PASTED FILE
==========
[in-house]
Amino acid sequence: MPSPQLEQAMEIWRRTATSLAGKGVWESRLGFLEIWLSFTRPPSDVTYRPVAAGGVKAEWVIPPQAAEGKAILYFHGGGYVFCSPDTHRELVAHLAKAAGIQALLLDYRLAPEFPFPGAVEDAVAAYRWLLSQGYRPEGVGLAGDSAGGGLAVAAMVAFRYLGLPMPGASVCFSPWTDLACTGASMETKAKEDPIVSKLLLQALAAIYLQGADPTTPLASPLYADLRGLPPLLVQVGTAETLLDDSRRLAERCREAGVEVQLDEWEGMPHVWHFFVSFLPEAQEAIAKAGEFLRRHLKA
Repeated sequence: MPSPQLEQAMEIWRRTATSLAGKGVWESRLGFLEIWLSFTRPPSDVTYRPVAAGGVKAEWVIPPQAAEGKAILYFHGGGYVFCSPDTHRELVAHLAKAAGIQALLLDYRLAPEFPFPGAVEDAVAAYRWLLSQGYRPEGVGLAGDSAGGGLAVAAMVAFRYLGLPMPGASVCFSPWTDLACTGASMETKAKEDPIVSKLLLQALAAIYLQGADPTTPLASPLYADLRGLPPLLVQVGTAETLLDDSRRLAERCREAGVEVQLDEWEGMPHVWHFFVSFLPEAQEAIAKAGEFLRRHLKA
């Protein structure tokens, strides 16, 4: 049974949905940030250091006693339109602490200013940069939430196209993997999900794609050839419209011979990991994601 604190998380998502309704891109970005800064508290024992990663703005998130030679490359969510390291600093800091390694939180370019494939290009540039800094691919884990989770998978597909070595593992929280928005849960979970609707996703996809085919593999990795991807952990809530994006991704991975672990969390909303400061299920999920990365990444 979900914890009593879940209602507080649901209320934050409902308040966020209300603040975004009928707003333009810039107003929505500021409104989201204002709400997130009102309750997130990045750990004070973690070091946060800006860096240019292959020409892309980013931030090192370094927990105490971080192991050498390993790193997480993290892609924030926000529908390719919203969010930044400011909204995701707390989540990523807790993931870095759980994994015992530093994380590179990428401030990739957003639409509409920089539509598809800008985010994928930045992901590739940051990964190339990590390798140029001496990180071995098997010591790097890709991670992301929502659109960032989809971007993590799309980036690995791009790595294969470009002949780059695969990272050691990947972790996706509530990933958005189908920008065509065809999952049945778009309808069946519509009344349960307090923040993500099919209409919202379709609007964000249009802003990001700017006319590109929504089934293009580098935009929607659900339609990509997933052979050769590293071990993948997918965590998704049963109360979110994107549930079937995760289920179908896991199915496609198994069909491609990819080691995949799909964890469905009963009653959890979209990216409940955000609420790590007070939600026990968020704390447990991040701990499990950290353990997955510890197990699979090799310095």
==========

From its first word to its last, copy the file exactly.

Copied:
[in-house]
Amino acid sequence: MPSPQLEQAMEIWRRTATSLAGKGVWESRLGFLEIWLSFTRPPSDVTYRPVAAGGVKAEWVIPPQAAEGKAILYFHGGGYVFCSPDTHRELVAHLAKAAGIQALLLDYRLAPEFPFPGAVEDAVAAYRWLLSQGYRPEGVGLAGDSAGGGLAVAAMVAFRYLGLPMPGASVCFSPWTDLACTGASMETKAKEDPIVSKLLLQALAAIYLQGADPTTPLASPLYADLRGLPPLLVQVGTAETLLDDSRRLAERCREAGVEVQLDEWEGMPHVWHFFVSFLPEAQEAIAKAGEFLRRHLKA
Repeated sequence: MPSPQLEQAMEIWRRTATSLAGKGVWESRLGFLEIWLSFTRPPSDVTYRPVAAGGVKAEWVIPPQAAEGKAILYFHGGGYVFCSPDTHRELVAHLAKAAGIQALLLDYRLAPEFPFPGAVEDAVAAYRWLLSQGYRPEGVGLAGDSAGGGLAVAAMVAFRYLGLPMPGASVCFSPWTDLACTGASMETKAKEDPIVSKLLLQALAAIYLQGADPTTPLASPLYADLRGLPPLLVQVGTAETLLDDSRRLAERCREAGVEVQLDEWEGMPHVWHFFVSFLPEAQEAIAKAGEFLRRHLKA
């Protein structure tokens, strides 16, 4: 049974949905940030250091006693339109602490200013940069939430196209993997999900794609050839419209011979990991994601 604190998380998502309704891109970005800064508290024992990663703005998130030679490359969510390291600093800091390694939180370019494939290009540039800094691919884990989770998978597909070595593992929280928005849960979970609707996703996809085919593999990795991807952990809530994006991704991975672990969390909303400061299920999920990365990444 979900914890009593879940209602507080649901209320934050409902308040966020209300603040975004009928707003333009810039107003929505500021409104989201204002709400997130009102309750997130990045750990004070973690070091946060800006860096240019292959020409892309980013931030090192370094927990105490971080192991050498390993790193997480993290892609924030926000529908390719919203969010930044400011909204995701707390989540990523807790993931870095759980994994015992530093994380590179990428401030990739957003639409509409920089539509598809800008985010994928930045992901590739940051990964190339990590390798140029001496990180071995098997010591790097890709991670992301929502659109960032989809971007993590799309980036690995791009790595294969470009002949780059695969990272050691990947972790996706509530990933958005189908920008065509065809999952049945778009309808069946519509009344349960307090923040993500099919209409919202379709609007964000249009802003990001700017006319590109929504089934293009580098935009929607659900339609990509997933052979050769590293071990993948997918965590998704049963109360979110994107549930079937995760289920179908896991199915496609198994069909491609990819080691995949799909964890469905009963009653959890979209990216409940955000609420790590007070939600026990968020704390447990991040701990499990950290353990997955510890197990699979090799310095």